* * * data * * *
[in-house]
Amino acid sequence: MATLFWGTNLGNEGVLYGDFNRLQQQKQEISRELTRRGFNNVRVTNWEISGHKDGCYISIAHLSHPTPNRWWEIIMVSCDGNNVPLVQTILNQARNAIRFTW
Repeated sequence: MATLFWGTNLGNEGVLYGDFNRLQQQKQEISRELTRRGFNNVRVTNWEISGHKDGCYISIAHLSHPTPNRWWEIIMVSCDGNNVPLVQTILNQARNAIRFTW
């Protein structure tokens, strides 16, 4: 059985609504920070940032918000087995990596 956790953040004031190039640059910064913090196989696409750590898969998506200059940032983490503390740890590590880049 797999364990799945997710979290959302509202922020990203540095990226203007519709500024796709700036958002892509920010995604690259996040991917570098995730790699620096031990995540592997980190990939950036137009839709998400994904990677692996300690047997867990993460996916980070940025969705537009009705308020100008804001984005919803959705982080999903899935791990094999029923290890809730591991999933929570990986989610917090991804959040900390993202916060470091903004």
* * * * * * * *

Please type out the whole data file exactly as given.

[in-house]
Amino acid sequence: MATLFWGTNLGNEGVLYGDFNRLQQQKQEISRELTRRGFNNVRVTNWEISGHKDGCYISIAHLSHPTPNRWWEIIMVSCDGNNVPLVQTILNQARNAIRFTW
Repeated sequence: MATLFWGTNLGNEGVLYGDFNRLQQQKQEISRELTRRGFNNVRVTNWEISGHKDGCYISIAHLSHPTPNRWWEIIMVSCDGNNVPLVQTILNQARNAIRFTW
């Protein structure tokens, strides 16, 4: 059985609504920070940032918000087995990596 956790953040004031190039640059910064913090196989696409750590898969998506200059940032983490503390740890590590880049 797999364990799945997710979290959302509202922020990203540095990226203007519709500024796709700036958002892509920010995604690259996040991917570098995730790699620096031990995540592997980190990939950036137009839709998400994904990677692996300690047997867990993460996916980070940025969705537009009705308020100008804001984005919803959705982080999903899935791990094999029923290890809730591991999933929570990986989610917090991804959040900390993202916060470091903004």